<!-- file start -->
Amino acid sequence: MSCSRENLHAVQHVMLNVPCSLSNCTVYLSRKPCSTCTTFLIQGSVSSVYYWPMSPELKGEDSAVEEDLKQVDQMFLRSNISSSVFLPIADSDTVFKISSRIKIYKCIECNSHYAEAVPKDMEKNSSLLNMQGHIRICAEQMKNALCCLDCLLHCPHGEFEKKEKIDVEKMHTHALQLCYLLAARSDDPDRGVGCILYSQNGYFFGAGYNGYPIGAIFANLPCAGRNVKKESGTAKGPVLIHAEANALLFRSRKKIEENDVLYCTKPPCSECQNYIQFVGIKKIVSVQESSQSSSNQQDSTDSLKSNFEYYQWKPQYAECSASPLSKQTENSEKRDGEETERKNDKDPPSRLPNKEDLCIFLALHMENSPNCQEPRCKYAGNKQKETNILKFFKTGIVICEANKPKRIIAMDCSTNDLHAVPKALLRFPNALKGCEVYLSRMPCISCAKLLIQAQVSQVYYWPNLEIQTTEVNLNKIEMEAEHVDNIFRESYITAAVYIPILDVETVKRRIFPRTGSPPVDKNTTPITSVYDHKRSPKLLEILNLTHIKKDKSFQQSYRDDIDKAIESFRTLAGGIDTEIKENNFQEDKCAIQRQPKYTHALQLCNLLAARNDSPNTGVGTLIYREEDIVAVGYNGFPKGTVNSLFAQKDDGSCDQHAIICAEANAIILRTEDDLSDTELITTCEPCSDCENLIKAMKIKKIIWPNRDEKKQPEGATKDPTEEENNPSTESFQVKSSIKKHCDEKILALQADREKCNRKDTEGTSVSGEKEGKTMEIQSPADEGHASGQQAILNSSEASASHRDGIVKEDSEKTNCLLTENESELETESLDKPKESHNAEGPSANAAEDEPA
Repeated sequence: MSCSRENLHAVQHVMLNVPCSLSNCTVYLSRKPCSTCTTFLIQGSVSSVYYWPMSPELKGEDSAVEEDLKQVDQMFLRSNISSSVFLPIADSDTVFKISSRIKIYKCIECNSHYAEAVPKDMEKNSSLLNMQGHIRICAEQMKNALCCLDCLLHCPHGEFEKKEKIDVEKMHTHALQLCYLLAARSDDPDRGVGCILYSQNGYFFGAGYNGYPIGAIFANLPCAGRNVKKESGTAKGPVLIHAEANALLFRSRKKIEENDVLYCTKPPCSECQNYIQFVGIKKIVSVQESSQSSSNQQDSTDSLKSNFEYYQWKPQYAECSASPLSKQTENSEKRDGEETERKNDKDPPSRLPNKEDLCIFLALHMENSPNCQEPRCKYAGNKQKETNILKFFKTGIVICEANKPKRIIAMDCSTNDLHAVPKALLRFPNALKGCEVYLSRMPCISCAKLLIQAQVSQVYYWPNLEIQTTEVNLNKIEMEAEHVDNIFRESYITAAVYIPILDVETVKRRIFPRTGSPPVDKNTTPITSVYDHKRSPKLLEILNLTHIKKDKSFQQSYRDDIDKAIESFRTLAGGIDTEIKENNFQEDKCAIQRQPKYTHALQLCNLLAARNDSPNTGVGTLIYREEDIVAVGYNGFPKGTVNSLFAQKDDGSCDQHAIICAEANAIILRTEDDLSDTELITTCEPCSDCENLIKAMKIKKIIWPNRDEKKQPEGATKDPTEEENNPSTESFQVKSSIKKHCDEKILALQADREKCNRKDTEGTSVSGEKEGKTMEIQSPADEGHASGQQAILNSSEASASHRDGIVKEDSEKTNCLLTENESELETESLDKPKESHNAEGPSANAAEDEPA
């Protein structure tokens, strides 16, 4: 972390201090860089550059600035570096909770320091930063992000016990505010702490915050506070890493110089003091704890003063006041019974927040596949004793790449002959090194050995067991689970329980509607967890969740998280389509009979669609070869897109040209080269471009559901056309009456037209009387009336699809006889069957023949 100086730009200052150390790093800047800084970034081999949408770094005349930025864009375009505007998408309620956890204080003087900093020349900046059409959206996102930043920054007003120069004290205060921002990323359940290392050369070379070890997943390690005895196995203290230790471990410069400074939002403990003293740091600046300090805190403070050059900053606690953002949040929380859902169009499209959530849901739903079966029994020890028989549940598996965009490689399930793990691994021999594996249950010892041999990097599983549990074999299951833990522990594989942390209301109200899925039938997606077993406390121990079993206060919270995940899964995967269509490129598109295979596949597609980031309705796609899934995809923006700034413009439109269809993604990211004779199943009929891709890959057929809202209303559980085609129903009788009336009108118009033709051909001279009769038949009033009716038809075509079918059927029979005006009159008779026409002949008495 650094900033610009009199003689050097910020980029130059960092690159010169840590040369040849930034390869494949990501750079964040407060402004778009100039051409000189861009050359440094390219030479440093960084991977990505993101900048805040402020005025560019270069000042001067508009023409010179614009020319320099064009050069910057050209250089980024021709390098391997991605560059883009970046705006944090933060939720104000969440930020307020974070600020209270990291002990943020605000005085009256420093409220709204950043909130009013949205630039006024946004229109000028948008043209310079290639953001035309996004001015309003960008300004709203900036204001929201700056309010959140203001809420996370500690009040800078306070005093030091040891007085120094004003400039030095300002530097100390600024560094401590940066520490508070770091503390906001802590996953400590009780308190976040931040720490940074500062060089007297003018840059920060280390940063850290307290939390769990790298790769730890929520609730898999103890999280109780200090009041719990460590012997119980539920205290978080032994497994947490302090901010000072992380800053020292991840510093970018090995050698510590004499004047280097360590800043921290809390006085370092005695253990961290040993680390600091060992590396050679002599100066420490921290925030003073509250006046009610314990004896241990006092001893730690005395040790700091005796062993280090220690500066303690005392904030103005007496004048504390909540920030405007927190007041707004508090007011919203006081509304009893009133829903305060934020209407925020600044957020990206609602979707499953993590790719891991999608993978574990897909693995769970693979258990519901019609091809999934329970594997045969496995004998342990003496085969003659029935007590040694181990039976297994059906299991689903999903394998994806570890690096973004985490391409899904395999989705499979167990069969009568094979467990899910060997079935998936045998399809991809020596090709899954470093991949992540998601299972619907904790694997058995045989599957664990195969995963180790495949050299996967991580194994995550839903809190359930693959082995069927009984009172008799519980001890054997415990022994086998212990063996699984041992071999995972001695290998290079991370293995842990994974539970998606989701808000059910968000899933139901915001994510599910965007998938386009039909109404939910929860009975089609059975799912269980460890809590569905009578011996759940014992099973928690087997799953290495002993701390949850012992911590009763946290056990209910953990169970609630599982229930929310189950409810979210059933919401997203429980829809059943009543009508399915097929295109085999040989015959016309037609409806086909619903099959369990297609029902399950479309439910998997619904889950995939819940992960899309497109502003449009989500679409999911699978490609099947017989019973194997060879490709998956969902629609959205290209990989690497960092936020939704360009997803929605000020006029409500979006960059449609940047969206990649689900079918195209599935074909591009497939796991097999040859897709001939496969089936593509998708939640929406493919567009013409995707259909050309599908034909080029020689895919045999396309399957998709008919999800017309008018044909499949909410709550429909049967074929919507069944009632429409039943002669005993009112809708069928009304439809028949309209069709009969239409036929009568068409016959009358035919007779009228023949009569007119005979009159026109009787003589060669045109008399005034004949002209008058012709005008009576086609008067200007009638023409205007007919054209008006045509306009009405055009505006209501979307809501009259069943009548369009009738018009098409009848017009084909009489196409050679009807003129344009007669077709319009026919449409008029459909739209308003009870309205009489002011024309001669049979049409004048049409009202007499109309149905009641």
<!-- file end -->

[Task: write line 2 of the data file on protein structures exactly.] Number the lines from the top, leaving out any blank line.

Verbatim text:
Repeated sequence: MSCSRENLHAVQHVMLNVPCSLSNCTVYLSRKPCSTCTTFLIQGSVSSVYYWPMSPELKGEDSAVEEDLKQVDQMFLRSNISSSVFLPIADSDTVFKISSRIKIYKCIECNSHYAEAVPKDMEKNSSLLNMQGHIRICAEQMKNALCCLDCLLHCPHGEFEKKEKIDVEKMHTHALQLCYLLAARSDDPDRGVGCILYSQNGYFFGAGYNGYPIGAIFANLPCAGRNVKKESGTAKGPVLIHAEANALLFRSRKKIEENDVLYCTKPPCSECQNYIQFVGIKKIVSVQESSQSSSNQQDSTDSLKSNFEYYQWKPQYAECSASPLSKQTENSEKRDGEETERKNDKDPPSRLPNKEDLCIFLALHMENSPNCQEPRCKYAGNKQKETNILKFFKTGIVICEANKPKRIIAMDCSTNDLHAVPKALLRFPNALKGCEVYLSRMPCISCAKLLIQAQVSQVYYWPNLEIQTTEVNLNKIEMEAEHVDNIFRESYITAAVYIPILDVETVKRRIFPRTGSPPVDKNTTPITSVYDHKRSPKLLEILNLTHIKKDKSFQQSYRDDIDKAIESFRTLAGGIDTEIKENNFQEDKCAIQRQPKYTHALQLCNLLAARNDSPNTGVGTLIYREEDIVAVGYNGFPKGTVNSLFAQKDDGSCDQHAIICAEANAIILRTEDDLSDTELITTCEPCSDCENLIKAMKIKKIIWPNRDEKKQPEGATKDPTEEENNPSTESFQVKSSIKKHCDEKILALQADREKCNRKDTEGTSVSGEKEGKTMEIQSPADEGHASGQQAILNSSEASASHRDGIVKEDSEKTNCLLTENESELETESLDKPKESHNAEGPSANAAEDEPA